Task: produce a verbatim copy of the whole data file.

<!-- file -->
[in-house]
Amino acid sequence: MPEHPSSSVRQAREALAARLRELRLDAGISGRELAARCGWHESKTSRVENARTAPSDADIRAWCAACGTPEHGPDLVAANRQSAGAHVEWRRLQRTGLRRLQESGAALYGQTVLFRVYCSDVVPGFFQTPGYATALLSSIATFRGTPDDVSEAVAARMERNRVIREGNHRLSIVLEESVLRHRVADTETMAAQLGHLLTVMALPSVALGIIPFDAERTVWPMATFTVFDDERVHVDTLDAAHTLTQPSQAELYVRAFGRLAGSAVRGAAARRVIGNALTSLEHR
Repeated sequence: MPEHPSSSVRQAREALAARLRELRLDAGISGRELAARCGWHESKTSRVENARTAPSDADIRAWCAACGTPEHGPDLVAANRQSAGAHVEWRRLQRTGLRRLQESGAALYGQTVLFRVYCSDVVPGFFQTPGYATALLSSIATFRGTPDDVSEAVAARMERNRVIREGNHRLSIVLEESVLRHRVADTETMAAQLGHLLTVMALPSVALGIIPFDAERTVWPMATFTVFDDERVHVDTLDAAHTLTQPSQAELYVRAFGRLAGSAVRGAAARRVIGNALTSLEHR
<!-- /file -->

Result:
[in-house]
Amino acid sequence: MPEHPSSSVRQAREALAARLRELRLDAGISGRELAARCGWHESKTSRVENARTAPSDADIRAWCAACGTPEHGPDLVAANRQSAGAHVEWRRLQRTGLRRLQESGAALYGQTVLFRVYCSDVVPGFFQTPGYATALLSSIATFRGTPDDVSEAVAARMERNRVIREGNHRLSIVLEESVLRHRVADTETMAAQLGHLLTVMALPSVALGIIPFDAERTVWPMATFTVFDDERVHVDTLDAAHTLTQPSQAELYVRAFGRLAGSAVRGAAARRVIGNALTSLEHR
Repeated sequence: MPEHPSSSVRQAREALAARLRELRLDAGISGRELAARCGWHESKTSRVENARTAPSDADIRAWCAACGTPEHGPDLVAANRQSAGAHVEWRRLQRTGLRRLQESGAALYGQTVLFRVYCSDVVPGFFQTPGYATALLSSIATFRGTPDDVSEAVAARMERNRVIREGNHRLSIVLEESVLRHRVADTETMAAQLGHLLTVMALPSVALGIIPFDAERTVWPMATFTVFDDERVHVDTLDAAHTLTQPSQAELYVRAFGRLAGSAVRGAAARRVIGNALTSLEHR